Quietly Does It
Almost everyone has had their say on the phone hacking scandal including celebrities such as Hugh Grant and our Prime Minister, David Cameron. But what do the Liberal Democrats have to say about it?
Of course, they all agree that drastic action needs to be taken on this matter; although many Liberal Democrats MP’s and party members have more tact than some Conservative MP’s in expressing their views . Last year, Vince Cable, the government business secretary was quoted by the Telegraph as ‘declaring war on Murdoch’. He disclosed that he would block Mr. Murdoch from taking over BskyB, a corporation than Murdoch already partially owns, using his legal powers as an MP. Unfortunately, Mr. Cable had not learnt to be careful about what he says, after all his years in government, as this disclosure was made to Liberal Democrats female fans who were actually undercover reporters, secretly recording this conversation. It is quite foreseeable that he could have not expected them to be newspaper reporters. But, if you are going to discuss the secret workings of the government, very indiscreetly, then a politician can expect that any member of the public, in today’s technological society, would expect to put it on Facebook, Twitter or even blog about it. He mentioned that through his powers, he was able to act as a majority triumphing over Murdoch’s minority, thus declaring war on him.
Following his comments, Vince Cable was to play no further role in the BskyB decision, as this reponsibility was transfered to the Conservative Secretary for Culture, Media and Sport (DCMS), Jeremy Hunt. When commenting on the issue John Denham, shadow business secretary, stated that a completion law tribunal would allow businesses to be judged fairly and that Mr. Cable could not abuse his position to triumph unfairly over Mr. Murdoch. The legal powers that he possessed were to be implemented with principles of fairness meaning that the government would not necessarily have the upper hand in the process. Soon after Mr. Cable’s comments, Ofcom, as a result of his intervention notice, decided to investigate the takeover of BskyB by News Corp. Their decision was promised later on last year but its consultation period only ran out this year early July. So, fruitful relations between the Conservatives and News Corporation were worsened further by the government condemning not only their immoral actions on phone hacking but also their business associations, something which would have not occurred but for Mr. Cable’s input. On the 14 of July, News Corporation’s bid for BskyB was withdrawn as a result of all these occurrences. But should they have been persuaded to remove this bid, which had nothing to do with phone hacking and which will not solve the current problem in the British media industry? Was the closure of News of the World and the resignation of Rebekah Brooks punishment enough?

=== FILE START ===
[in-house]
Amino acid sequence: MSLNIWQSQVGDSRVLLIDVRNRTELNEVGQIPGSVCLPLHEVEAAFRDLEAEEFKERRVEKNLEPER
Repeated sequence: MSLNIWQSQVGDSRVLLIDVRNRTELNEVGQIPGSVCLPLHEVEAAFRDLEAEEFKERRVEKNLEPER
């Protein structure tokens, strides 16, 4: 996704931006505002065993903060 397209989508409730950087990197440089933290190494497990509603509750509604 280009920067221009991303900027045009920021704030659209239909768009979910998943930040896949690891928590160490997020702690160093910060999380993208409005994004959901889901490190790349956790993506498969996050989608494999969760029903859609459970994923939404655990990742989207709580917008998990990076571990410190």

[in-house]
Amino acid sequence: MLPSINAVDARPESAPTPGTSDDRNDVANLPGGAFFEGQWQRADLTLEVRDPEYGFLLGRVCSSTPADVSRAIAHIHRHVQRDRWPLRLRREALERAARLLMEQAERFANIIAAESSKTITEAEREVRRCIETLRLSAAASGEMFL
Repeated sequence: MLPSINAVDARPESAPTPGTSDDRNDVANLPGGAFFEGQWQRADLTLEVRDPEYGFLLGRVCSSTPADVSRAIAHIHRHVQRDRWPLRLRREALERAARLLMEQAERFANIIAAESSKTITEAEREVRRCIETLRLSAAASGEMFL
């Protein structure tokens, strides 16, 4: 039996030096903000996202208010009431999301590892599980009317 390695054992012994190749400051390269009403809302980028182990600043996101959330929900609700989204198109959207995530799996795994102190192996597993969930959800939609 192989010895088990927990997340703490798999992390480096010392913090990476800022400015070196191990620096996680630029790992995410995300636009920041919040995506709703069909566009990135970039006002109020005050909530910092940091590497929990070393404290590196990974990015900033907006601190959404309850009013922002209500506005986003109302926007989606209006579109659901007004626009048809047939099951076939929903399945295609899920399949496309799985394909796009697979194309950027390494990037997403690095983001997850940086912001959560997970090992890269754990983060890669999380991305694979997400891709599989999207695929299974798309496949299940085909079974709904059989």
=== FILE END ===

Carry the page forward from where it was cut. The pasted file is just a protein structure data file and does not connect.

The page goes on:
Meanwhile, after the Conservative storm came the Liberal calm. The Liberal Democrats have focused on the immorality of the phone hacking scandal itself and are rightly still discussing the best course for drastic action. Don Foster, Co – chair of the Liberal Democrat Parliamentary Culture, Media and Sports Policy Committee said that this News of the World chapter could not be closed as soon as the company closed down as they were further issues in British Media that need to be tackled. There were deeper issues such as police corruption and innocent media staff losing their jobs rather than just a war against decisions made by Mr. Murdoch and Mrs. Brooks, something which the Conservatives seem to be wholeheartedly focusing on.
This scandal represents a bigger issue of holding the media, especially newspapers, to account. Dee Docey, Liberal Democrat London Assembly policing spokesperson has mentioned that more action was needed against the ‘cosy’ relationship between the police and the News of the World. In fact, Tim Farron, president of the Liberal Democrats summed it up perfectly when he spoke to the Independent saying, “”Labour and the Conservatives spent decades cosying up to Rupert Murdoch and his cronies in the hope of an endorsement or a favourable headline. The Liberal Democrats did not.” Nick Clegg also extended this relationship to politics, media and the police and mentioned that these areas should not interlink with each other. Otherwise, ‘the fabric of life will be threatened’. According to Mr. Clegg, this News of the World incident is not down to a few individuals but is due to the failure to keep a distinction between the different levels of power. Perhaps, this problem has been built over time and this incident has just revealed the underlying problems sooner. Whatever the case, it is clear that the British media industry requires a complete overhaul especially on the issue of accountability and there is no better time than now to start this.
The fact that the Liberal Democrats have not been as vocal as the Conservatives on this issue should not demonstrate any lack of interest in this matter. Perhaps, it has been easier for the Liberal Democrats who have never had any relations with the News of the World. Or, maybe, Mr. Clegg and others have learnt from their past mistakes and have rightly realised that this matter cannot be resolved overnight but rather requires a structured and detailed course of action, formulated over time. Whatever happens, this investigation into the British media is much needed and perhaps over time, confidence will be restored in the integrity of journalism.
Posted on July 20, 2011, in Comment, Liberal Democrat Party, Party Politics and tagged dcms, department for culture media and sport, liberal democrat, nick clegg, phone hacking, vince cable. Bookmark the permalink. 14 Comments.